Northwestern and Duke law schools, along with the Society for Empirical Legal Studies, will co-sponsor the 9th annual Research Design for Causal Inference workshops. Co-organized by Bernie Black (Northwestern) and Matthew McCubbins (Duke) and hosted at Northwestern's Pritzker School of Law, in Chicago, IL, the Main workshop is set for June 18-22, 2018, with an Advanced workshop following on June 25-27, 2018 (also in Chicago).
As the workshop overview notes, "Research design for causal inference is at the heart of a 'credibility revolution' in empirical research. We will cover the design of true randomized experiments and contrast them to natural or quasi experiments and to pure observational studies, where part of the sample is treated in some way, the remainder is a control group, but the researcher controls neither the assignment of cases to treatment and control groups nor administration of the treatment. We will assess the causal inferences one can draw from a research design, threats to valid inference, and research designs that can mitigate those threats." To these ends, the Main workshop will cover the basics of causal inference, including potential outcomes, matching; difference-in-differences, instrumental variables, and regression discontinuity designs. The Advanced workshop will focus on principal stratification (a generalization of causal IV analysis), advanced matching with panel data, and application of machine learning to causal inference.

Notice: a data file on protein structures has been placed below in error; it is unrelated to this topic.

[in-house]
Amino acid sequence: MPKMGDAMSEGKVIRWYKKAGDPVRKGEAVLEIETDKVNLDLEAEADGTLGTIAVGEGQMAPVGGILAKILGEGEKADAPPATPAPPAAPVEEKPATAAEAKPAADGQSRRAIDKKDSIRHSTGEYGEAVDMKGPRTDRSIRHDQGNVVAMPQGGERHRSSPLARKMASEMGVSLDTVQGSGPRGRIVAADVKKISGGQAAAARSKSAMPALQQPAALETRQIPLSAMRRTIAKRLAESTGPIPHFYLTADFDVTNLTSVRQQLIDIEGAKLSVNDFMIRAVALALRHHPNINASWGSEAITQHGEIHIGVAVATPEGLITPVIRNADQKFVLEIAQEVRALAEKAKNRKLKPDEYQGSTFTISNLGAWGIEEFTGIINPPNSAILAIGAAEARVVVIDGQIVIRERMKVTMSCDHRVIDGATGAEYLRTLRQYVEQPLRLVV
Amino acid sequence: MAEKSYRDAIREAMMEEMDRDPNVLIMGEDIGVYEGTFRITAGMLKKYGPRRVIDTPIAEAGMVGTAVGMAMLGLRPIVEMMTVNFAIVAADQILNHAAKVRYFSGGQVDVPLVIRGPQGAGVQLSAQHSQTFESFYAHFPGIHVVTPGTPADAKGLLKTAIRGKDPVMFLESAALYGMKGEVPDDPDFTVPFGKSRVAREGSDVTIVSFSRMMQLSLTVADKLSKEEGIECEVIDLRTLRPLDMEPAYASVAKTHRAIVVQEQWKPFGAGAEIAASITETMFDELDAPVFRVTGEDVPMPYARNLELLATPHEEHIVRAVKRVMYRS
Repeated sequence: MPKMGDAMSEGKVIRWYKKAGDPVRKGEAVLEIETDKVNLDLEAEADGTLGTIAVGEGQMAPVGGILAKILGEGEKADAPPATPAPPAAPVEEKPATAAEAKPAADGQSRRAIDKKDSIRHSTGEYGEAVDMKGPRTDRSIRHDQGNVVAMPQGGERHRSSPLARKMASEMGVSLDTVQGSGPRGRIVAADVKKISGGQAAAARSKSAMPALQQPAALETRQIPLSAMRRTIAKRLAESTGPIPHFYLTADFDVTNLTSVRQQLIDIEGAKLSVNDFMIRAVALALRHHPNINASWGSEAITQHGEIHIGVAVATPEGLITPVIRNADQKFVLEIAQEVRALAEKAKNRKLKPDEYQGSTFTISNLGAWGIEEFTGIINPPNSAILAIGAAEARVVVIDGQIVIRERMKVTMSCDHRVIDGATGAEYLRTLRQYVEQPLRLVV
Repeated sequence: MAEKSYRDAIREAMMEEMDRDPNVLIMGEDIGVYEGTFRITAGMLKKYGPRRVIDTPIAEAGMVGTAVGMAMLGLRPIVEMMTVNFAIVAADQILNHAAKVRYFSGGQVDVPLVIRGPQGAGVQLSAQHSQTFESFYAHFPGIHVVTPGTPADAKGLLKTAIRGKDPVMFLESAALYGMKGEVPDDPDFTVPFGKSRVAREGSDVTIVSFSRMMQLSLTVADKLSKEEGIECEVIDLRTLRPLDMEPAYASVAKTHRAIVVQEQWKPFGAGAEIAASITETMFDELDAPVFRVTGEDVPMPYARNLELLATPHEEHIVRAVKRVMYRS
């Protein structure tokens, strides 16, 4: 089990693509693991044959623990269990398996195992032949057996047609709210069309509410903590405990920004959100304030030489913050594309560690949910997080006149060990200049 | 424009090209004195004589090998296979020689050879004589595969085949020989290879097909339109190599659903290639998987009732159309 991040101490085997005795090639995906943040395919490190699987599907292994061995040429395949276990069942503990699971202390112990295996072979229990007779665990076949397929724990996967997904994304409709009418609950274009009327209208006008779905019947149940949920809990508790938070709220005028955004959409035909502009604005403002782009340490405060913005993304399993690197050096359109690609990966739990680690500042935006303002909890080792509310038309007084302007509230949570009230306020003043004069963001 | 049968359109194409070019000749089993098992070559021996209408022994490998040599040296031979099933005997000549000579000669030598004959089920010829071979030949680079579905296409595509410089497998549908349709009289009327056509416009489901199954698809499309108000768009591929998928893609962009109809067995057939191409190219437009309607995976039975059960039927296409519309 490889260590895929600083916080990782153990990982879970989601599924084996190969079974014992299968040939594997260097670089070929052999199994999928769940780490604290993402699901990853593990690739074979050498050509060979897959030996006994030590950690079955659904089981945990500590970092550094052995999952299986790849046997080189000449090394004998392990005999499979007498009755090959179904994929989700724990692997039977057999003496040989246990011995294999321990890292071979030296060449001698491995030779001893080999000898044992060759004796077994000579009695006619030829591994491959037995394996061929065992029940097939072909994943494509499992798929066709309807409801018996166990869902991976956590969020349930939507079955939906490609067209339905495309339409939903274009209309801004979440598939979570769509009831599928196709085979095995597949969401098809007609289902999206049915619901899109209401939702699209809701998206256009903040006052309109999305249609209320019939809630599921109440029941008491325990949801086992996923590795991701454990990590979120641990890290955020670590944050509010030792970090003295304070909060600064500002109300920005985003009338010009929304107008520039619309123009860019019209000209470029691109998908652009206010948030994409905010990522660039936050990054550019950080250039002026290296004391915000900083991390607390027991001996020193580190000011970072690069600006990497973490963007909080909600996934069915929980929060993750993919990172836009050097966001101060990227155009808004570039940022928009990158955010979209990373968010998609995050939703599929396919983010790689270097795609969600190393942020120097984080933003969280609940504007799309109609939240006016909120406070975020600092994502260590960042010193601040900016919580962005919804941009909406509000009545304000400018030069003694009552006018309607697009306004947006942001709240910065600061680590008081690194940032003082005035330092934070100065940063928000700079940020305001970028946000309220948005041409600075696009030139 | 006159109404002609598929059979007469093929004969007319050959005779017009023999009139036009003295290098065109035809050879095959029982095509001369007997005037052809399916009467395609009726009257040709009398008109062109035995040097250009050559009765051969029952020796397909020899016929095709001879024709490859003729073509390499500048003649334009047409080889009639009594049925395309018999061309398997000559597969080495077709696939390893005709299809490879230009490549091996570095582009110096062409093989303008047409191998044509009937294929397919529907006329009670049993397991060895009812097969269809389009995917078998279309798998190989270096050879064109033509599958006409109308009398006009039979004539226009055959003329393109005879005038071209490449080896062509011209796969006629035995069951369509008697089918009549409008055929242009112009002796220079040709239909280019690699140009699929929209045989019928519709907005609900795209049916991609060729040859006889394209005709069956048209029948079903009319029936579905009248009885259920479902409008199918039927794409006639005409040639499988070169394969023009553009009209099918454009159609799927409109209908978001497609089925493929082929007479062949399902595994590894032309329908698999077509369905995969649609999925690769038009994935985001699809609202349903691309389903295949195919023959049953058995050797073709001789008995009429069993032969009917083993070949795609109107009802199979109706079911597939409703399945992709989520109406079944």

Both workshops feature an outstanding faculty and provide an excellent and efficient way to become acquainted with contemporary approaches for making causal inferences from various kinds of observational and experimental data. For those seeking additional registration information click here.